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File Virtualization, Data Migration Seeks Spotlight

AutoVirt joins other storage vendors in the effort to improve the management of files for the mid-market

Startup AutoVirt is the latest vendor to offer a Windows file virtualization system for the mid-market that's designed to improve the management of unstructured data and make it easier to automate the migration of the data to less-expensive storage or for load-balancing purposes.

AutoVirt is officially launching as a company next week at the SNW show in Dallas and formally introducing its software package. It also plans to announce that it has completed raising $4.5 million in A-round financing from investors like Sigma Partners and Kepha Partners.

Founder and chief technology officer Klavs Landberg told Byte and Switch the software will help mid-sized companies improve Windows server and storage utilization by adding an extension to the Windows ecosystem that abstracts file locations. "The killer app is automated and transparent migration of data," Landberg said. "You can set policies to move stuff from one file server to another file server, or from one storage system to another, and the client doesn't need to know."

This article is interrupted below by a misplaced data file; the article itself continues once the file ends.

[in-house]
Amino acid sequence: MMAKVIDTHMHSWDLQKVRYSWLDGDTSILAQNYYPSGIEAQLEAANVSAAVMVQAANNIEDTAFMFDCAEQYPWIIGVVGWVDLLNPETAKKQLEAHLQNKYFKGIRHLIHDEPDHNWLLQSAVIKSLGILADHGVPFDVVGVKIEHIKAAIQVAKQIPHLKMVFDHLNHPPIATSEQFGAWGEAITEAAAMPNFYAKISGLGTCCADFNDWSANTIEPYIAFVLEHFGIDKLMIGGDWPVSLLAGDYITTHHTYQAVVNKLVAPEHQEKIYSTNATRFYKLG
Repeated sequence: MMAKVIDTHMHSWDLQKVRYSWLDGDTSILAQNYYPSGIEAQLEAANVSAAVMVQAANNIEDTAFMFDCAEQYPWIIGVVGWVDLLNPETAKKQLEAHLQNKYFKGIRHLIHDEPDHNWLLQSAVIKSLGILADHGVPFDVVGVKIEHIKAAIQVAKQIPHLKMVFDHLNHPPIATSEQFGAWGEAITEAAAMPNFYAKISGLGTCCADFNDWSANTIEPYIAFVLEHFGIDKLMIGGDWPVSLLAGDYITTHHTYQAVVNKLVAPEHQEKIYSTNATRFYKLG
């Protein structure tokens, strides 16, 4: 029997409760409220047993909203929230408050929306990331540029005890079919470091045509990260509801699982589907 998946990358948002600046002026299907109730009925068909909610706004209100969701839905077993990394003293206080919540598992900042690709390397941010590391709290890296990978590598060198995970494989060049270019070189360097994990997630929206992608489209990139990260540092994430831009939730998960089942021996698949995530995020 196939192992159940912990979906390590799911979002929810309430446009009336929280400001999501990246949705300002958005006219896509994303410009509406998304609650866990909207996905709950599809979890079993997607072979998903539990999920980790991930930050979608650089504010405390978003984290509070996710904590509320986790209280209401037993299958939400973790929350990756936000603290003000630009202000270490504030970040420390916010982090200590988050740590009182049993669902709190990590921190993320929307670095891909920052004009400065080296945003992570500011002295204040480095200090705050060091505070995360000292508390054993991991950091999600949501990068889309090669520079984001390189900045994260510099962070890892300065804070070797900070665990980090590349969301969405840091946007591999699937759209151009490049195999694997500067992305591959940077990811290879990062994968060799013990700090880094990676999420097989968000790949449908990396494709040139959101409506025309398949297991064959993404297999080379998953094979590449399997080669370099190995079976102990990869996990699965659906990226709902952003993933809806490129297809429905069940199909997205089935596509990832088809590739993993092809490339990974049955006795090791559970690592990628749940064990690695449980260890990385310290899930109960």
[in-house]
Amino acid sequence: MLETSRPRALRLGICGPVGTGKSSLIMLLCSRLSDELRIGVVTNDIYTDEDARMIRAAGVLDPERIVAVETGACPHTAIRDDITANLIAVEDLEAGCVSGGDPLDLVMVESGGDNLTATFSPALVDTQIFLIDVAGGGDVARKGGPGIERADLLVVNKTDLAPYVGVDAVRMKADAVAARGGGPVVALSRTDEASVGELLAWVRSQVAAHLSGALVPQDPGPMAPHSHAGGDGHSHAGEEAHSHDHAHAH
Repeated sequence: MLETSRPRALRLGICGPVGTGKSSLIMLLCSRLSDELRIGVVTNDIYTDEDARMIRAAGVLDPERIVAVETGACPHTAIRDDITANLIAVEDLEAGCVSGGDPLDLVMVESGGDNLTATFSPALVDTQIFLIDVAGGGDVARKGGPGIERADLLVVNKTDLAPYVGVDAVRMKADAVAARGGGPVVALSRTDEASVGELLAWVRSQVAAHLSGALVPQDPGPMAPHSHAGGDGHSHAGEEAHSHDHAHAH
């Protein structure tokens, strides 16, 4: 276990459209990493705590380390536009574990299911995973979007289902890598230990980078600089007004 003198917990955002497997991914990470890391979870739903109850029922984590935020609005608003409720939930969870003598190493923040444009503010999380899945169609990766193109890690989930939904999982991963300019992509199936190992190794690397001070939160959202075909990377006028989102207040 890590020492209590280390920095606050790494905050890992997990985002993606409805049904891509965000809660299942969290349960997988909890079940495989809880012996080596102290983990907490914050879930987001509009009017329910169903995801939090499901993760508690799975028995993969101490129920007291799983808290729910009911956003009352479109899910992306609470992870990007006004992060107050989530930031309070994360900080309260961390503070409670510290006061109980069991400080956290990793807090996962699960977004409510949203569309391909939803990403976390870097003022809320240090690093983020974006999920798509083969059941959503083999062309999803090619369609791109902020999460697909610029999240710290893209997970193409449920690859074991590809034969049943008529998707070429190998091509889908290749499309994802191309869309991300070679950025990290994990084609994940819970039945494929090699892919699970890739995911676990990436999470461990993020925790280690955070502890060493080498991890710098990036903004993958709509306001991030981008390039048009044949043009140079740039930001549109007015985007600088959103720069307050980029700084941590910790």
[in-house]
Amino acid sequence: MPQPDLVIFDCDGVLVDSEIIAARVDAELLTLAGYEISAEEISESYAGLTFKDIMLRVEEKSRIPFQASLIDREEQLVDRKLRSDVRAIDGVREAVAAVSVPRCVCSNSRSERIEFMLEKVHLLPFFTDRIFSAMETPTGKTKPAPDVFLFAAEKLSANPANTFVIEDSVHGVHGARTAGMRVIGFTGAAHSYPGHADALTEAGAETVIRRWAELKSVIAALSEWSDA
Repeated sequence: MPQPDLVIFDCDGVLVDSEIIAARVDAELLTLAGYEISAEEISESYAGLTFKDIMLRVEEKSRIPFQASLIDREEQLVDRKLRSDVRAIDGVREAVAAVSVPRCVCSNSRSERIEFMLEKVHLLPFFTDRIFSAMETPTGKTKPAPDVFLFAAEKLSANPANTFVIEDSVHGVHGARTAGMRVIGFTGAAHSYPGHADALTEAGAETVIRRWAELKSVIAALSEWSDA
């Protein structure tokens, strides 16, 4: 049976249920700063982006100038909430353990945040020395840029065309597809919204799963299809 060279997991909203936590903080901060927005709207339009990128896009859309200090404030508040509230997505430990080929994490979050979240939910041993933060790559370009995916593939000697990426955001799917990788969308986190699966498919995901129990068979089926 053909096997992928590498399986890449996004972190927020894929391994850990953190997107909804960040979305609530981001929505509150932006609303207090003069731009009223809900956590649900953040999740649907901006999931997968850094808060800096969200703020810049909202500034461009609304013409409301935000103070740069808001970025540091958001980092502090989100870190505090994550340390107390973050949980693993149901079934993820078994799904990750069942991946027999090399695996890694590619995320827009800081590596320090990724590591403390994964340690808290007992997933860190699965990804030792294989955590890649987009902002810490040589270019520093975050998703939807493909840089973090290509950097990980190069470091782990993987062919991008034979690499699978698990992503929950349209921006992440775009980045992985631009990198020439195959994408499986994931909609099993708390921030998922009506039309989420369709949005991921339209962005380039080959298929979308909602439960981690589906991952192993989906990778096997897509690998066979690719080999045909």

Prices range from $10,000 to $100,000, based on the number of shares or virtualization objects. Landberg estimates the average street price will be in the $25,000 to $50,000 range. He said a company with about 500 NAS users will pay around $10,000 while $100,000 will buy a license for an unlimited configuration. "Our sweet spot is companies with a single data center and single IT department," he said. He estimated there are more than 500,000 companies that fit that profile.

The market for these types of products is becoming more competitive. F5 Networks Inc. (Nasdaq: FFIV) and ONStor Inc. recently introduced file virtualization products, and similar products are available from companies like EMC Corp. (NYSE: EMC) and Brocade Communications Systems Inc. (Nasdaq: BRCD) at the high end and SecureCopy and MigratePro at the low end. The reason for all of the activity is the explosive growth in unstructured file data, especially Windows files in the mid-market.

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